Black musical diversity is not really promoted. ‘Classic Soul’ and ‘Smooth Jazz’ stations don’t play anything from the late Fela Kuti. How about some reggae beyond the most obvious hip-hop-dancehall artists? How about some black rockers? Even the exalted Prince doesn’t get the spins that he used to in his 1980s heyday. Lenny Kravitz might as well be from Mars.
Watching cable TV, I like to check out MTV-Tres. Plenty of the programming features videos from Latin hip-hop and reggaeton artists; songs which would seem to have a welcome home on urban-format stations—but they’re totally absent from 'standard' urban radio. Active middle-aged rappers like Chuck D, KRS-One, even LL Cool J have been shunt into a limbo where they’re apparently not hot enough to be played alongside Soulja Boy but obviously too hip-hop for an ‘adult soul’ station. Where’s the hip-hop equivalent of a classic-rock station?
When it comes to AfroBeat-type recordings, like Youssou N’Dour, etc., they have a cult of black American fans (usually well in their 20s or older, or maybe they’re children of African immigrants) who have awareness and who are into this. But these artists are not remotely uplifted compared to others.At minimum, the urban format stations should have an ‘alternatives hour’ every day of the week, showcasing funk/jazz/hip-hop/soul from different parts of the globe. Local artists shouldn’t have to make their name known in New York or Los Angeles before Chicago or Detroit stations give them a chance to be heard.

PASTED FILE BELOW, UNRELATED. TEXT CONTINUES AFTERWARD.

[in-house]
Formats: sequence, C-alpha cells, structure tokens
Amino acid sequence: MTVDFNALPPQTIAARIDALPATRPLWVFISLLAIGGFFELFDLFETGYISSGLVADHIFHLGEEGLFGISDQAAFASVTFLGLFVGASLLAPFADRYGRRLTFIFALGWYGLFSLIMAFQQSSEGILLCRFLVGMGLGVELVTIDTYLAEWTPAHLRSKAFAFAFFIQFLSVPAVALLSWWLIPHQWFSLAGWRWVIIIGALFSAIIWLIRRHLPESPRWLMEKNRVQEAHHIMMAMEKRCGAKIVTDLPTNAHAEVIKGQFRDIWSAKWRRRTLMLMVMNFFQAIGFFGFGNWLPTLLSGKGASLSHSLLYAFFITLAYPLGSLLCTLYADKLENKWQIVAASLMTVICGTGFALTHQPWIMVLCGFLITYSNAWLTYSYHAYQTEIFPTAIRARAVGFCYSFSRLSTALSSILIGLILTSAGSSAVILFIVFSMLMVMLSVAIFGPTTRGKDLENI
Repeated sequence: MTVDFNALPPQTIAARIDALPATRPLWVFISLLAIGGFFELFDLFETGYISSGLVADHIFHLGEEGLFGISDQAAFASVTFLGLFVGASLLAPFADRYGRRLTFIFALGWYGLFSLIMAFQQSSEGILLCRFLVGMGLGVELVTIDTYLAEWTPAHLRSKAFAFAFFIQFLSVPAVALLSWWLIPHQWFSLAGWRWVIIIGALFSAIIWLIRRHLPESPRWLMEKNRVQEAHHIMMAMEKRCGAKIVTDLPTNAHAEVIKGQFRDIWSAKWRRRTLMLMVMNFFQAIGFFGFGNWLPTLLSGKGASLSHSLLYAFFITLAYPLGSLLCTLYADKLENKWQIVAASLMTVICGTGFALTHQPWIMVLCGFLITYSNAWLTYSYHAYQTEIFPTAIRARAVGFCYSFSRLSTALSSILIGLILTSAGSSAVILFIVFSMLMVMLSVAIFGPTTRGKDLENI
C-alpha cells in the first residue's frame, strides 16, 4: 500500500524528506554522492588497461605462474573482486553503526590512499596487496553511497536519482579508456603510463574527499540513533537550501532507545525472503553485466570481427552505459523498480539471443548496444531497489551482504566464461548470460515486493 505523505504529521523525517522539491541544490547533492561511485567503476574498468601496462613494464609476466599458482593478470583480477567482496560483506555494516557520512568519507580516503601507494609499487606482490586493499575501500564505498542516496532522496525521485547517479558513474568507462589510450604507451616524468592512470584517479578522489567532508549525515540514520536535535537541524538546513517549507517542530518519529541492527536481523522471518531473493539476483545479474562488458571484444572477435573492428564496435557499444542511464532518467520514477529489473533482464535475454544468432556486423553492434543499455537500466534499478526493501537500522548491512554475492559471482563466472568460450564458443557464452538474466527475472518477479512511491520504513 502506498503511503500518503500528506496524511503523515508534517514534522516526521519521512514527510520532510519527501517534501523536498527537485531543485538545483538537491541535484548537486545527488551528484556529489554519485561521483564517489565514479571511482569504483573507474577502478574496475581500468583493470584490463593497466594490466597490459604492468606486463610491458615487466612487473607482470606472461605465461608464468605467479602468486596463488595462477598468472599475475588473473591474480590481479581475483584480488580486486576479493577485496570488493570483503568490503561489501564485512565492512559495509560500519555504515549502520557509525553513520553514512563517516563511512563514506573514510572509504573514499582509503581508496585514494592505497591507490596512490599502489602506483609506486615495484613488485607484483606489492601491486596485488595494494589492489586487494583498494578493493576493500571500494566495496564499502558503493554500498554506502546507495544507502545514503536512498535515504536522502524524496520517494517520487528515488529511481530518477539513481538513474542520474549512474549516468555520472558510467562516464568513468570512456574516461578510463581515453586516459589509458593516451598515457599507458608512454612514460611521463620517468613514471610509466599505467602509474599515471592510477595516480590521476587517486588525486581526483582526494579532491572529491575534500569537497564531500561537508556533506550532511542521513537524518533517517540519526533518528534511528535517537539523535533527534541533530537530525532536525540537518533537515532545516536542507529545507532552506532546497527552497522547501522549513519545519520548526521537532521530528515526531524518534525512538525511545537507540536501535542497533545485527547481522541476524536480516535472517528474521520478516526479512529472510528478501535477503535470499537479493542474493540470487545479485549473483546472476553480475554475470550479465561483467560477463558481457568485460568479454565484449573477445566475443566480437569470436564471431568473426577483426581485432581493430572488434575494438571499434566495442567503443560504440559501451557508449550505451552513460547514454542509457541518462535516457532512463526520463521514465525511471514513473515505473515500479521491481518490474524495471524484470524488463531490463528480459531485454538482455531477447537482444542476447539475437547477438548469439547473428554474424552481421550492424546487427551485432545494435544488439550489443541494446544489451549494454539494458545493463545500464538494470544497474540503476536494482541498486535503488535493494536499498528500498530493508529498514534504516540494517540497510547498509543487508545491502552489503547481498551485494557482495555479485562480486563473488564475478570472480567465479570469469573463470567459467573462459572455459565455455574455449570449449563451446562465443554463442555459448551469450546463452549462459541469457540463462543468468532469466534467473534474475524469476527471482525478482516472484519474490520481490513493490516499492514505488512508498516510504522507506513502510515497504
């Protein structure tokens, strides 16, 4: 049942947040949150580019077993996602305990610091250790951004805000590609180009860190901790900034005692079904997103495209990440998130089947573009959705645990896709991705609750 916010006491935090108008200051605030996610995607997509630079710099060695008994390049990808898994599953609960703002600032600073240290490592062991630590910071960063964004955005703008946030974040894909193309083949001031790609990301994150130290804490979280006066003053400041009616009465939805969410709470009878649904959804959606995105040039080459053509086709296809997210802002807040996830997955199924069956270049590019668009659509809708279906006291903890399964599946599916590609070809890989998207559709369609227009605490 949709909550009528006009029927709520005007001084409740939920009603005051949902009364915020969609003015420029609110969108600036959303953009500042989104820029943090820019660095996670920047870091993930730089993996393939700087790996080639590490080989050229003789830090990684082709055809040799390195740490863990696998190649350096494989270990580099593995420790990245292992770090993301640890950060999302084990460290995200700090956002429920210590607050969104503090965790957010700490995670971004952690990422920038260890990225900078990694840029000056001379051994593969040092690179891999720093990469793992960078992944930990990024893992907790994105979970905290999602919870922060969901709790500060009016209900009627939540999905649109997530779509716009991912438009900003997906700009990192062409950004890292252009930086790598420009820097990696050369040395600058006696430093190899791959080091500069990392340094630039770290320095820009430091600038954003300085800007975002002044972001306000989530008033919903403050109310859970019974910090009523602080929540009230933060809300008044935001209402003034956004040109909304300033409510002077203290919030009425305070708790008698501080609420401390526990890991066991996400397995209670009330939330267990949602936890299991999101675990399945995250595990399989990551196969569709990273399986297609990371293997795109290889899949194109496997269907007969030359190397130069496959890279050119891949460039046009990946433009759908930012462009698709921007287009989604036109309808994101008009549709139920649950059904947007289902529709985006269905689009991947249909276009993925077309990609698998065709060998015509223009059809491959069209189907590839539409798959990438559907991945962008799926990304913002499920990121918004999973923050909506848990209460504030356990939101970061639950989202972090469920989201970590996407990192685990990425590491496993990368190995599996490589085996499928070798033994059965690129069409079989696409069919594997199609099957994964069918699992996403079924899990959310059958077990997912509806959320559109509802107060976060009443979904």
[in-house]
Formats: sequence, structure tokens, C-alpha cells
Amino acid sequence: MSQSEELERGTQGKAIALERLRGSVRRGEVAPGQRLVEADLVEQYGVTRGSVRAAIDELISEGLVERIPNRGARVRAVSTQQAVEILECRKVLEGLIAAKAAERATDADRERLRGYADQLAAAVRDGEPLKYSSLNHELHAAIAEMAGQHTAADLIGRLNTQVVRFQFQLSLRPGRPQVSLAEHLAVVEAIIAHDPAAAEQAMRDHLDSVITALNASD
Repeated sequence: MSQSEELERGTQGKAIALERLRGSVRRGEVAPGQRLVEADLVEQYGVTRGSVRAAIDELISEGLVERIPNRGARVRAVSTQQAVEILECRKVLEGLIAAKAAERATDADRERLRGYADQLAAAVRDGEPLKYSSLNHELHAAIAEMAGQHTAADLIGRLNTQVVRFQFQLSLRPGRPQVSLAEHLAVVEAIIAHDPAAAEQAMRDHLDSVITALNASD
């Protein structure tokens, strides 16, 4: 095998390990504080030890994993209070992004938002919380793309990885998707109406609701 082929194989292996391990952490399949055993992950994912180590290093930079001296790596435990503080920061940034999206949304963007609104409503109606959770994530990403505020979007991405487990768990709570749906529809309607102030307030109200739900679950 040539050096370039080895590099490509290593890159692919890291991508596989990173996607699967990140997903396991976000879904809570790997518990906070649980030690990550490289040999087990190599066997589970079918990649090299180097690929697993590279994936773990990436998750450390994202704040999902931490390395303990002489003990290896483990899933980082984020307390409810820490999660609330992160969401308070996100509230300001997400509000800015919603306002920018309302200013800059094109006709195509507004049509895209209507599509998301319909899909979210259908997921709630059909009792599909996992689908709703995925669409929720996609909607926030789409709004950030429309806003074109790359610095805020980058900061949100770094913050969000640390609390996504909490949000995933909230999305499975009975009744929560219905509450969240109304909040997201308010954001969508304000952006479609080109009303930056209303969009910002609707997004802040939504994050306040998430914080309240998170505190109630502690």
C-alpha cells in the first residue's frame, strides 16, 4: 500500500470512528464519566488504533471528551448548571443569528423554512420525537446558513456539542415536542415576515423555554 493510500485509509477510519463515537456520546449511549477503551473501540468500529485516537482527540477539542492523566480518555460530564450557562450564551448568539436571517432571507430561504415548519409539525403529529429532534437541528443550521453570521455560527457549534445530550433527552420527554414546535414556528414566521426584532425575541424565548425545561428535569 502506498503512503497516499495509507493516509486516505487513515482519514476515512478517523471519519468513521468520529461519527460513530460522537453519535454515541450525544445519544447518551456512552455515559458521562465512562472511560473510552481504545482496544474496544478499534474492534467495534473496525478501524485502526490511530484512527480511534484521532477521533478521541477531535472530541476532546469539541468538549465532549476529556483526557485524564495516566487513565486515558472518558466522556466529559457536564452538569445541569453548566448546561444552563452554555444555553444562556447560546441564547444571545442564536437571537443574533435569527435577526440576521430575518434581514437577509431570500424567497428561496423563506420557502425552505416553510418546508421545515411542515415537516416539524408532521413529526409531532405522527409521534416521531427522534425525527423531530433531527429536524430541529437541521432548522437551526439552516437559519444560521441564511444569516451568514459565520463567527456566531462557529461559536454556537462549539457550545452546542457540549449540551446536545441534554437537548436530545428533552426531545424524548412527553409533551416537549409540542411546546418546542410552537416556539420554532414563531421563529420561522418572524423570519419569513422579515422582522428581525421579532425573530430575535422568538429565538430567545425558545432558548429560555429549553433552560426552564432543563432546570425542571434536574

There is a wealth of interesting music (especially from global artists) that is not getting the exposure it deserves. Conyers’ bill definitely needs to speak to these issues in addition to fairness in royalties.
Tuesday, July 21, 2009
President Barack Obama is defending his initiative to overhaul America’s health care policies this week. He defends his plan from not only Republicans but the so-described ‘blue dog Democrats’ in Congress who are known for being fiscally conservative (or they represent socially conservative districts and they squeaked by in the last election). On the Today Show, the President explained his views further- http://tinyurl.com/l7n3nc
"We can't afford the politics of delay and defeat when it comes to health care,"- President Obama, at Children's National Medical Center, 2009.